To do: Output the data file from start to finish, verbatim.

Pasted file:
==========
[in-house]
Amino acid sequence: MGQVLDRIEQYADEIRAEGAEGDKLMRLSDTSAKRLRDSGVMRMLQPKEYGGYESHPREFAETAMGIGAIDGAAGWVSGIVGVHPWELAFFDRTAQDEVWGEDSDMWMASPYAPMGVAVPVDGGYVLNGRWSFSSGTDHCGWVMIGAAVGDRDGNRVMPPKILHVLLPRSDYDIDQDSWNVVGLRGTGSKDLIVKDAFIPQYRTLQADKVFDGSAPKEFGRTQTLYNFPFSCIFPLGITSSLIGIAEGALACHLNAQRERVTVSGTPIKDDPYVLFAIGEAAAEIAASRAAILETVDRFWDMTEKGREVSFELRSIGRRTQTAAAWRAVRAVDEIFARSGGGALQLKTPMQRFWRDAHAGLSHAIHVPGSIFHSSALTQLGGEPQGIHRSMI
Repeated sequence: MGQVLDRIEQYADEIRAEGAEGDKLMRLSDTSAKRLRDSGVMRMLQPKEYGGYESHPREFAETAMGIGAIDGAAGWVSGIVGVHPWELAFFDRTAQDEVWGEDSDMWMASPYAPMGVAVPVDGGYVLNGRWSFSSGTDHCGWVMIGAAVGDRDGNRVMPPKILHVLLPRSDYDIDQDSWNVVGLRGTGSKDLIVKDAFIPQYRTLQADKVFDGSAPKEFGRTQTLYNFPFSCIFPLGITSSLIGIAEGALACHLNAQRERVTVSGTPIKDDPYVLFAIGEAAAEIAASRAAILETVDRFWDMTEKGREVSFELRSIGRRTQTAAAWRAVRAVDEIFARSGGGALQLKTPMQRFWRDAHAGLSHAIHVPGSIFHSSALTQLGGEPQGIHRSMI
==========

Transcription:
[in-house]
Amino acid sequence: MGQVLDRIEQYADEIRAEGAEGDKLMRLSDTSAKRLRDSGVMRMLQPKEYGGYESHPREFAETAMGIGAIDGAAGWVSGIVGVHPWELAFFDRTAQDEVWGEDSDMWMASPYAPMGVAVPVDGGYVLNGRWSFSSGTDHCGWVMIGAAVGDRDGNRVMPPKILHVLLPRSDYDIDQDSWNVVGLRGTGSKDLIVKDAFIPQYRTLQADKVFDGSAPKEFGRTQTLYNFPFSCIFPLGITSSLIGIAEGALACHLNAQRERVTVSGTPIKDDPYVLFAIGEAAAEIAASRAAILETVDRFWDMTEKGREVSFELRSIGRRTQTAAAWRAVRAVDEIFARSGGGALQLKTPMQRFWRDAHAGLSHAIHVPGSIFHSSALTQLGGEPQGIHRSMI
Repeated sequence: MGQVLDRIEQYADEIRAEGAEGDKLMRLSDTSAKRLRDSGVMRMLQPKEYGGYESHPREFAETAMGIGAIDGAAGWVSGIVGVHPWELAFFDRTAQDEVWGEDSDMWMASPYAPMGVAVPVDGGYVLNGRWSFSSGTDHCGWVMIGAAVGDRDGNRVMPPKILHVLLPRSDYDIDQDSWNVVGLRGTGSKDLIVKDAFIPQYRTLQADKVFDGSAPKEFGRTQTLYNFPFSCIFPLGITSSLIGIAEGALACHLNAQRERVTVSGTPIKDDPYVLFAIGEAAAEIAASRAAILETVDRFWDMTEKGREVSFELRSIGRRTQTAAAWRAVRAVDEIFARSGGGALQLKTPMQRFWRDAHAGLSHAIHVPGSIFHSSALTQLGGEPQGIHRSMI